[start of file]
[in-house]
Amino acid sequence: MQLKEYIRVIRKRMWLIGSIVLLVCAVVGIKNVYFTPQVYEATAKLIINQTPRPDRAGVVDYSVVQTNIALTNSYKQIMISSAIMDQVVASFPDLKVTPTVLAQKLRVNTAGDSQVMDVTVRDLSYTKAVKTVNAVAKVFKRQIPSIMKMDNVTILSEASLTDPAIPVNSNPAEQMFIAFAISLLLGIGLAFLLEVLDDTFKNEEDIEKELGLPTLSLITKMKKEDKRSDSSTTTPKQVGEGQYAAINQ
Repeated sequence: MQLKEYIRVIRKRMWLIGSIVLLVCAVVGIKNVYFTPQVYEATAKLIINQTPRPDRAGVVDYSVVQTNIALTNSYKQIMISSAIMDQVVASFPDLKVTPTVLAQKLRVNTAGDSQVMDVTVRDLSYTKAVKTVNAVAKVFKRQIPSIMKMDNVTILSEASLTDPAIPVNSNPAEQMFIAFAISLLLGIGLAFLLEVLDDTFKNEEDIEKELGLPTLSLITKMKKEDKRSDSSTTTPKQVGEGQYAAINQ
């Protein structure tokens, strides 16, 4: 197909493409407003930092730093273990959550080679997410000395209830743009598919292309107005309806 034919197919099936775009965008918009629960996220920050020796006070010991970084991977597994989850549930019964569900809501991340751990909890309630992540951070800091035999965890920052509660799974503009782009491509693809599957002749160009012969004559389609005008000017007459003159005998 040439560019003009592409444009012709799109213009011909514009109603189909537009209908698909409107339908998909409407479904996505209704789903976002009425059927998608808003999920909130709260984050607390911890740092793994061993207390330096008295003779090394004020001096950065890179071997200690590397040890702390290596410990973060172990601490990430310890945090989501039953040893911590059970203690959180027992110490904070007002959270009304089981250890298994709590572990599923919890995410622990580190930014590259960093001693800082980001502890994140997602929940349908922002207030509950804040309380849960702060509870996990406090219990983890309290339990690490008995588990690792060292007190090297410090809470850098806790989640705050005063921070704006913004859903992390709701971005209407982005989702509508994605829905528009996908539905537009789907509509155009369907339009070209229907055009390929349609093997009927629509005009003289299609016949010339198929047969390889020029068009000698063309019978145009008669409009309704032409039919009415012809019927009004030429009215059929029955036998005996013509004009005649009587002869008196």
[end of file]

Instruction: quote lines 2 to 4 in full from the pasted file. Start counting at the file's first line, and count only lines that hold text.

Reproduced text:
Amino acid sequence: MQLKEYIRVIRKRMWLIGSIVLLVCAVVGIKNVYFTPQVYEATAKLIINQTPRPDRAGVVDYSVVQTNIALTNSYKQIMISSAIMDQVVASFPDLKVTPTVLAQKLRVNTAGDSQVMDVTVRDLSYTKAVKTVNAVAKVFKRQIPSIMKMDNVTILSEASLTDPAIPVNSNPAEQMFIAFAISLLLGIGLAFLLEVLDDTFKNEEDIEKELGLPTLSLITKMKKEDKRSDSSTTTPKQVGEGQYAAINQ
Repeated sequence: MQLKEYIRVIRKRMWLIGSIVLLVCAVVGIKNVYFTPQVYEATAKLIINQTPRPDRAGVVDYSVVQTNIALTNSYKQIMISSAIMDQVVASFPDLKVTPTVLAQKLRVNTAGDSQVMDVTVRDLSYTKAVKTVNAVAKVFKRQIPSIMKMDNVTILSEASLTDPAIPVNSNPAEQMFIAFAISLLLGIGLAFLLEVLDDTFKNEEDIEKELGLPTLSLITKMKKEDKRSDSSTTTPKQVGEGQYAAINQ
């Protein structure tokens, strides 16, 4: 197909493409407003930092730093273990959550080679997410000395209830743009598919292309107005309806 034919197919099936775009965008918009629960996220920050020796006070010991970084991977597994989850549930019964569900809501991340751990909890309630992540951070800091035999965890920052509660799974503009782009491509693809599957002749160009012969004559389609005008000017007459003159005998 040439560019003009592409444009012709799109213009011909514009109603189909537009209908698909409107339908998909409407479904996505209704789903976002009425059927998608808003999920909130709260984050607390911890740092793994061993207390330096008295003779090394004020001096950065890179071997200690590397040890702390290596410990973060172990601490990430310890945090989501039953040893911590059970203690959180027992110490904070007002959270009304089981250890298994709590572990599923919890995410622990580190930014590259960093001693800082980001502890994140997602929940349908922002207030509950804040309380849960702060509870996990406090219990983890309290339990690490008995588990690792060292007190090297410090809470850098806790989640705050005063921070704006913004859903992390709701971005209407982005989702509508994605829905528009996908539905537009789907509509155009369907339009070209229907055009390929349609093997009927629509005009003289299609016949010339198929047969390889020029068009000698063309019978145009008669409009309704032409039919009415012809019927009004030429009215059929029955036998005996013509004009005649009587002869008196």